Can there be nuances or uncertainties in the Unbreakable Vow?

Snape made an Unbreakable Vow to watch over Draco, protect Draco, and to kill Dumbledore in his place if he couldn't do so. However, it doesn't give an exact date to do the killing.

Also, what if Snape failed but attempted to do what was said in the Unbreakable Vow? For example, if Dumbledore, luckily, wasn't disarmed and incapacitated Draco, and beat the Death Eaters and Snape alongside Harry? Would Snape die?

  • 3
    I think the vow was to take up Draco's mission in his place. And that vow is fulfilled if Snape takes up the mission...and fails.
    – tbrookside
    Oct 31, 2021 at 0:36
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    This is pure speculation, so I'm writing it as a comment: In my opinion, an Unbreakable Vow would kill you (a) at the time limit (if specified) (b) the instant you lost the intent to follow through on the vow (if time limit is unspecified)
    – Righter
    Nov 3, 2021 at 5:29

1 Answer 1


Half-Blood Prince doesn't say exactly when a death from a broken Unbreakable Vow will occur:

"An Unbreakable Vow?" said Ron looking stunned. "Nah, he can't have . . . . Are you sure?"

"Yes, I'm sure," said Harry. "Why, what does it mean?"

"Well, you can't break an Unbreakable Vow . . . ."

"I'd worked that much out for myself, funnily enough. What happens if you break it, then?"

"You die," said Ron simply.

Harry Potter and the Half-Blood Prince - Chapter 16, A Very Frosty Christmas - Pages 325-326 - Scholastic Books

So, there's nothing written in stone (i.e. canon!) about when death from a broken Unbreakable Vow will occur. However, we can look at other spells and hexes that are capable of causing death. Avada Kedavra causes immediate death. Sectumsempra acts immediately upon being cast. The Fidelius Charm also acts immediately (and while Fidelius doesn't in itself cause death, its Secret Keepers are in constant danger of death once the charm is cast). Moody demonstrated in Goblet of Fire that both Imperius and the Cruciatus Curse act immediately upon being cast.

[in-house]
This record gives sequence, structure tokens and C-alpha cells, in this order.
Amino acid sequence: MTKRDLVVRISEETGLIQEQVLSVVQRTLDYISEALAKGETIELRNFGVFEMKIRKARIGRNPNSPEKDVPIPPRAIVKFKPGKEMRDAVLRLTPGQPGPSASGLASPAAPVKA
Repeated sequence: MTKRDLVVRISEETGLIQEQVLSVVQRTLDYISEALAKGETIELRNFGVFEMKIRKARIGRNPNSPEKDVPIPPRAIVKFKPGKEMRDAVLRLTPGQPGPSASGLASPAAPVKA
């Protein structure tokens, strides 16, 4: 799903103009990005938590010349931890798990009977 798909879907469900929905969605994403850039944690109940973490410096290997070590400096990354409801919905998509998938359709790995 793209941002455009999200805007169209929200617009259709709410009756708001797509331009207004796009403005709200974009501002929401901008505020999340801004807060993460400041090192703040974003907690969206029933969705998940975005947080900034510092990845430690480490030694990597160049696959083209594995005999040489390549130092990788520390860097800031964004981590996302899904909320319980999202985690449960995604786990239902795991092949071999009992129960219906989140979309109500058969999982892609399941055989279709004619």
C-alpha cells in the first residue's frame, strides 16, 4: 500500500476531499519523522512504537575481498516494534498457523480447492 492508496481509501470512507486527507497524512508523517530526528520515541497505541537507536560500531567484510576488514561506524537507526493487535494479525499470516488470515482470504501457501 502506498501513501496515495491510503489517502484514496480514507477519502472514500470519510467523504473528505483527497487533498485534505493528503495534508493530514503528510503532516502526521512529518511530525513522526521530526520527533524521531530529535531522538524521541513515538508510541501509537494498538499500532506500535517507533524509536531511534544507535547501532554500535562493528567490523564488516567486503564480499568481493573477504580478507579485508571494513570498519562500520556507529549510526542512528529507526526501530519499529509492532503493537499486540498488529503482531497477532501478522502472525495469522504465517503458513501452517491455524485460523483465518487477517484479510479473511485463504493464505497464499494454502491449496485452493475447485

Yet, we also see slow-acting magic in canon. The most obvious example is Dumbledore's hand, which was fatefully injured by the magic protecting Tom Riddle's ring when Dumbledore tried to put it on. Snape spent almost a full year keeping Dumbledore alive; however, the curse would have eventually killed him. This is one example.

I believe, based on consideration of a variety of spells, charms, and hexes, that death from breaking an Unbreakable Vow would be instantaneous.

  • For the certain value of "breaking", I guess. I believe there is some wiggle room there, from the point you decide to break it to breaking it. There is another spell which might be applicable: silver arm for Peter Pettigrew. As long as he served Voldemort, the arm served him. The instant he wavered even slightly in his devotion, it strangled him.
    – jo1storm
    Nov 3, 2021 at 9:08
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    @jo1storm - I see what you mean and Pettigrew's silver hand is a great example of magic that can both kill and operate on a time delay. :) Nov 30, 2021 at 17:16

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